A History of Kantha
At the thrift shop where I worked, we processed hundreds of pounds of textiles a week by hand, sorting out the good from the bad, the clean from the stained. Inevitably, we were left with tattered t-shirts and bedspreads that would never sell as is on the secondhand market.
This breaks my heart.
No one wants to be the person who gives up on something, the one who slams down the gavel and sentences the ratty blouse and the torn jeans to the landfill. I assume that’s why we end up with so much crap in the first place.
The donor, whether intentionally or unintentionally, transfers the guilt onto us. We send as much as possible off to a regional charity that shreds fabric for use in carpets and other recycled goods, but we’re smart enough to know that a lot of what we send them will inevitably be tossed. You see, we can’t handle the guilt either. We transfer it onto them.
I spend a good amount of time scheming up ways to transform those grubby white t-shirts and holey quilts. Tie-dye? Pillow covers? But I just don’t have the time to start up a second industry, so when I see that there are others putting the work into repurposing previously loved textiles, I breathe a sigh of relief. I can’t do everything, but someone else can pick up my slack.
Today I want to talk about Kantha, one of the oldest and most beautiful forms of textile reuse…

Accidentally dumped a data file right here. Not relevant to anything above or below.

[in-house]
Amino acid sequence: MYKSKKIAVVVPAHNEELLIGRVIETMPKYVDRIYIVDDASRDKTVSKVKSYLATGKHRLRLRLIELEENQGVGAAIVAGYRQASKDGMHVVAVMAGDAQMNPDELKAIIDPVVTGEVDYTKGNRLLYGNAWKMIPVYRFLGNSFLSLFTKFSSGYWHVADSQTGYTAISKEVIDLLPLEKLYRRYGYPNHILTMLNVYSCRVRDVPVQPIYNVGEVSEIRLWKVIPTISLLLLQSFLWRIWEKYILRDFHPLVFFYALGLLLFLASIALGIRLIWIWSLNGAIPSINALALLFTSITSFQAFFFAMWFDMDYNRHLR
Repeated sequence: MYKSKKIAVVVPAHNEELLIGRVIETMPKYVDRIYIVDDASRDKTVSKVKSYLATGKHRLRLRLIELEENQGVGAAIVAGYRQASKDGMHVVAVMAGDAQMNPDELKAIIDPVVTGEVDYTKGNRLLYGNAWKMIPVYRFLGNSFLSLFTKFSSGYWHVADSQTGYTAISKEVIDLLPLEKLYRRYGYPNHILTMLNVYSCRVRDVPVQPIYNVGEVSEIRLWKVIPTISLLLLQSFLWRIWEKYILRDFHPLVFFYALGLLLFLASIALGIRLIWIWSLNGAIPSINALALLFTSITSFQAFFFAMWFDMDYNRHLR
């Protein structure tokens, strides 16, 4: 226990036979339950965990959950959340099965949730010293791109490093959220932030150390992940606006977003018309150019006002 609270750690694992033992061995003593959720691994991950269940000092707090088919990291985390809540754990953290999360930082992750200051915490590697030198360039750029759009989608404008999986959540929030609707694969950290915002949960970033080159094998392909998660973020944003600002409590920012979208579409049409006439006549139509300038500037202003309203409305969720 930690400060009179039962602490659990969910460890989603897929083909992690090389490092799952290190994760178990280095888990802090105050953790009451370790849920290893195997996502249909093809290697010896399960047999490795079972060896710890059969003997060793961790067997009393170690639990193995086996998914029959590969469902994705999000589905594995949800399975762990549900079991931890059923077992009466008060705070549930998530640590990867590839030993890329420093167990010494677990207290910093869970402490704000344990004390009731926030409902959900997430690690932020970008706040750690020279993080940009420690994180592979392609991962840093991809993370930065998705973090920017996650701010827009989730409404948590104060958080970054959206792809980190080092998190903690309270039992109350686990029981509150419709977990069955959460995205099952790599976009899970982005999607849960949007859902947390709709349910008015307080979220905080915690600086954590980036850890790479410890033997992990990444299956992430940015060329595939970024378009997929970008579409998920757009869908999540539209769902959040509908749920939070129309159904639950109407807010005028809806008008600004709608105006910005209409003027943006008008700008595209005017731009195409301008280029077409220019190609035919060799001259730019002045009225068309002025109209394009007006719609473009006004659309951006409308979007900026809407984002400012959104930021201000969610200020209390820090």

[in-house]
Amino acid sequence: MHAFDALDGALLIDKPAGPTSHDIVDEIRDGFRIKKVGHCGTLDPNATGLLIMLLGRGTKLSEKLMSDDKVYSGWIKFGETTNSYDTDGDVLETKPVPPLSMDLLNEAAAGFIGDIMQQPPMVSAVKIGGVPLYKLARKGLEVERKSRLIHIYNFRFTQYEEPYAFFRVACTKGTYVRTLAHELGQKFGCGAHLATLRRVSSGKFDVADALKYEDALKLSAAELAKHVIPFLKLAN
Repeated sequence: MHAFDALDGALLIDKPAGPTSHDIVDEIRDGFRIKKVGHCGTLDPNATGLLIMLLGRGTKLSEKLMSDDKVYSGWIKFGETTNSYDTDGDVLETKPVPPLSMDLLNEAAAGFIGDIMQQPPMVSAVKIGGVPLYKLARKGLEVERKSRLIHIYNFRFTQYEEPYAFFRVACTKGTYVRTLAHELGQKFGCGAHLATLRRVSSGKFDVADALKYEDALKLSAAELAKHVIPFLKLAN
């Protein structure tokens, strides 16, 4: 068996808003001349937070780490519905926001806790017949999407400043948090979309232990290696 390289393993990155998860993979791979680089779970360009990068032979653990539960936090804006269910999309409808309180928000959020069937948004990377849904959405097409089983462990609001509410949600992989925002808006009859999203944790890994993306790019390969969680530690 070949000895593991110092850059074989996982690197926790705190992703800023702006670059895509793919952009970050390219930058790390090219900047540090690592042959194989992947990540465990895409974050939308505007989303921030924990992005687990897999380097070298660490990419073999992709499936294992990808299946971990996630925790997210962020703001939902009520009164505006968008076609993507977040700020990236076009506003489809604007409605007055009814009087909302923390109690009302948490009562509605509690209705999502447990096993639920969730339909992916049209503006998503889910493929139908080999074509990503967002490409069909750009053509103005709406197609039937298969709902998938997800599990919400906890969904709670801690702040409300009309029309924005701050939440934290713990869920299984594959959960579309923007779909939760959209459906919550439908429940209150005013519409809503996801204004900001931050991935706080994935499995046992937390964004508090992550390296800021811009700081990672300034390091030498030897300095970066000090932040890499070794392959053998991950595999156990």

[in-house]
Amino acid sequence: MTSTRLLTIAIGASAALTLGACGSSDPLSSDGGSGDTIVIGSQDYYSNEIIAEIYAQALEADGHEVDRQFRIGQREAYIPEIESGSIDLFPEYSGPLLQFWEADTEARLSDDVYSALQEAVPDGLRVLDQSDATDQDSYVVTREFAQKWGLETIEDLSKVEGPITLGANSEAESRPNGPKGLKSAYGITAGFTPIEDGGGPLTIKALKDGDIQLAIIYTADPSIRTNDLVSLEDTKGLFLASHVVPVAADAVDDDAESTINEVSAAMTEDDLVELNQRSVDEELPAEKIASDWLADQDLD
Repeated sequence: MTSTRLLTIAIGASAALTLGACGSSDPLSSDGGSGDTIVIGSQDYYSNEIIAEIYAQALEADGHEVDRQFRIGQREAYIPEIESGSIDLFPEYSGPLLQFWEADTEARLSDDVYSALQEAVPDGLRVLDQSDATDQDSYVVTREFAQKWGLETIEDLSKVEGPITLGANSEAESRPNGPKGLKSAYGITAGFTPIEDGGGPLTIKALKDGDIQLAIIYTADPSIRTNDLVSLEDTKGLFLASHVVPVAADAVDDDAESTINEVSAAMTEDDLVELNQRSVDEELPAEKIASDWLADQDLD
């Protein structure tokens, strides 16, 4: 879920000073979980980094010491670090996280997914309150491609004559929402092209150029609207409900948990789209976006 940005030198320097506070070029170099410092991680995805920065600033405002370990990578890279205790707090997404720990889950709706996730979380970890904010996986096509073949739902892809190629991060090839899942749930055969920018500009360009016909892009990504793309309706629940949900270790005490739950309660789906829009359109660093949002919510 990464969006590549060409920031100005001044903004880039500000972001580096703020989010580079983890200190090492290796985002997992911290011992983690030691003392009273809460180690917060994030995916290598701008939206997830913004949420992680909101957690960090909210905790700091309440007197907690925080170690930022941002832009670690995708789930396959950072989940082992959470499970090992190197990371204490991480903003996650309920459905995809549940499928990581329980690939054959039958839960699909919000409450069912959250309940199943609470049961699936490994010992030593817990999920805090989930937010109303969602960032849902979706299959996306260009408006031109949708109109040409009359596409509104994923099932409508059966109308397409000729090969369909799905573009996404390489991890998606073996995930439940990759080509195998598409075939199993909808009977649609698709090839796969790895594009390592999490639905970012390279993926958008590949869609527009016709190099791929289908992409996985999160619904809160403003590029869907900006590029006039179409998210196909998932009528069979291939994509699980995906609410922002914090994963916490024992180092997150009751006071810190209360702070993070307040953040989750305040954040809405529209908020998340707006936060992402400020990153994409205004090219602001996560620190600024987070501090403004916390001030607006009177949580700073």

What is Kantha?
Interestingly, Kantha embroidery derives its name from the same word with two different meanings. ‘Kantha’ means ‘rags’ in Sanskrit, which reflects the fact that Kantha embroidery is made up of discarded garments or cloths. The word also means ‘throat’ and was named so due its association with the Hindu deity, Lord Shiva. The Samudra Manthan, a popular episode in Hindu mythology, describes that in order to protect the world, Lord Shiva consumed the poison that came about due to the churning of the ocean. Goddess Parvati was shocked by Lord Shiva’s actions and wrapped her hands around his neck, strangling Lord Shiva and stopping the poison in his throat, rather than allowing it to drop to the universe that is held in Lord Shiva’s stomach. The potency of the poison caused Lord Shiva’s neck and throat to turn blue, therefore giving him the moniker, Nilakantha; ‘nila’ translates to ‘blue’.
The origins of Kantha embroidery can be traced back 2, 500 years, but the current form, identified by the continual running stitch (you can see this in this post’s photos) was popularized about 500 years ago.
As is the case for many traditional handicrafts, Kantha had nearly died out by the mid 1900s, but thanks to efforts by the Kala Bhavana Institute of Fine Arts in the 1940s and by Shamlu Dudeja, who founded a social enterprise program called Self Help Enterprise (SHE) in the 1980s, Kantha has managed to thrive in the midst of global cultural and industrial upheaval.
Today, Kantha quilts are still made from discarded fabrics, though not always old saris, and stitched together with new thread. Occasionally, producers use natural Indigo to add dye effects to their creations.
Kantha is popular all over the world due to the beauty and rich cultural heritage of the craft. When you consider how much fabric it takes to make a single quilt, the impact of making a marketable product out of discarded textiles is pretty extraordinary.
Plus, the upcycling process honors the original textile maker, the Kantha artisan, and future generations, who can live with a little less waste.
Where to Buy Kantha Quilts
Dignify sells fairly-traded Kantha quilts produced by women artisans in Bangladesh. Each Kantha quilt is made of 6 layers of reclaimed sari cloth for durability. Dignify’s aim is to “promote dignity, empower humanity, and champion good.”